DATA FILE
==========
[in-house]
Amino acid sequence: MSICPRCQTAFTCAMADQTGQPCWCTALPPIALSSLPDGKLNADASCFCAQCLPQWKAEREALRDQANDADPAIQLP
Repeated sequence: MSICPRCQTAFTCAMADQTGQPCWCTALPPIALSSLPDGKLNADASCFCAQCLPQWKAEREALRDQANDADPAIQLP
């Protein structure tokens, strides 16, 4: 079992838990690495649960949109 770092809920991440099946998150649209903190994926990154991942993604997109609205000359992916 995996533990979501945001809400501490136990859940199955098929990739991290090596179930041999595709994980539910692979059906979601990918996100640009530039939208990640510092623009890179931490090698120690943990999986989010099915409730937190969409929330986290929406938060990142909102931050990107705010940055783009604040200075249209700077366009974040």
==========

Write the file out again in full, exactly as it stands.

[in-house]
Amino acid sequence: MSICPRCQTAFTCAMADQTGQPCWCTALPPIALSSLPDGKLNADASCFCAQCLPQWKAEREALRDQANDADPAIQLP
Repeated sequence: MSICPRCQTAFTCAMADQTGQPCWCTALPPIALSSLPDGKLNADASCFCAQCLPQWKAEREALRDQANDADPAIQLP
């Protein structure tokens, strides 16, 4: 079992838990690495649960949109 770092809920991440099946998150649209903190994926990154991942993604997109609205000359992916 995996533990979501945001809400501490136990859940199955098929990739991290090596179930041999595709994980539910692979059906979601990918996100640009530039939208990640510092623009890179931490090698120690943990999986989010099915409730937190969409929330986290929406938060990142909102931050990107705010940055783009604040200075249209700077366009974040």